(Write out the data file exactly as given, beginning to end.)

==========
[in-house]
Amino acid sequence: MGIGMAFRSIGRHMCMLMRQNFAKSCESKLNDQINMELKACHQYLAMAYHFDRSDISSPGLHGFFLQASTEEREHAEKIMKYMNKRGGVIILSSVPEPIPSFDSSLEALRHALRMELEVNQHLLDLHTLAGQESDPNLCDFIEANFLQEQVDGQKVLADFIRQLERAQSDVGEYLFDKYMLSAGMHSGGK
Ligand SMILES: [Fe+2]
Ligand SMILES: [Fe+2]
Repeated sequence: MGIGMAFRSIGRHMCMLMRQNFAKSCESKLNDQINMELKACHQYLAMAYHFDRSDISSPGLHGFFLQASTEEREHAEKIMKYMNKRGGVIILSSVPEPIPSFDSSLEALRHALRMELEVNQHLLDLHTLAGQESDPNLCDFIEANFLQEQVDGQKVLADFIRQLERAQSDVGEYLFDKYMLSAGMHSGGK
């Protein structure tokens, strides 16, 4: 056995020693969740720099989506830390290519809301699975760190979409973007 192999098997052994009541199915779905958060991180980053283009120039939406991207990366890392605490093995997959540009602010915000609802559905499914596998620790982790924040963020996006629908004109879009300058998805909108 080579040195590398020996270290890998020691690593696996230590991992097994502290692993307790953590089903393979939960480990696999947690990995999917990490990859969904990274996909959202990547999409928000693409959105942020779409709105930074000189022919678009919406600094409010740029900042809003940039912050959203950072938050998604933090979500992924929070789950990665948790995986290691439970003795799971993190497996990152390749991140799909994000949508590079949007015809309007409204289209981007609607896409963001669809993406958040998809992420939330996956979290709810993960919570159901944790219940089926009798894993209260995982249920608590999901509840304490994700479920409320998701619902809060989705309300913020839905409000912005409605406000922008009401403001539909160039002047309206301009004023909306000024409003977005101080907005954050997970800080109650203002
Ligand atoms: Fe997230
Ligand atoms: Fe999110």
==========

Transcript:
[in-house]
Amino acid sequence: MGIGMAFRSIGRHMCMLMRQNFAKSCESKLNDQINMELKACHQYLAMAYHFDRSDISSPGLHGFFLQASTEEREHAEKIMKYMNKRGGVIILSSVPEPIPSFDSSLEALRHALRMELEVNQHLLDLHTLAGQESDPNLCDFIEANFLQEQVDGQKVLADFIRQLERAQSDVGEYLFDKYMLSAGMHSGGK
Ligand SMILES: [Fe+2]
Ligand SMILES: [Fe+2]
Repeated sequence: MGIGMAFRSIGRHMCMLMRQNFAKSCESKLNDQINMELKACHQYLAMAYHFDRSDISSPGLHGFFLQASTEEREHAEKIMKYMNKRGGVIILSSVPEPIPSFDSSLEALRHALRMELEVNQHLLDLHTLAGQESDPNLCDFIEANFLQEQVDGQKVLADFIRQLERAQSDVGEYLFDKYMLSAGMHSGGK
């Protein structure tokens, strides 16, 4: 056995020693969740720099989506830390290519809301699975760190979409973007 192999098997052994009541199915779905958060991180980053283009120039939406991207990366890392605490093995997959540009602010915000609802559905499914596998620790982790924040963020996006629908004109879009300058998805909108 080579040195590398020996270290890998020691690593696996230590991992097994502290692993307790953590089903393979939960480990696999947690990995999917990490990859969904990274996909959202990547999409928000693409959105942020779409709105930074000189022919678009919406600094409010740029900042809003940039912050959203950072938050998604933090979500992924929070789950990665948790995986290691439970003795799971993190497996990152390749991140799909994000949508590079949007015809309007409204289209981007609607896409963001669809993406958040998809992420939330996956979290709810993960919570159901944790219940089926009798894993209260995982249920608590999901509840304490994700479920409320998701619902809060989705309300913020839905409000912005409605406000922008009401403001539909160039002047309206301009004023909306000024409003977005101080907005954050997970800080109650203002
Ligand atoms: Fe997230
Ligand atoms: Fe999110």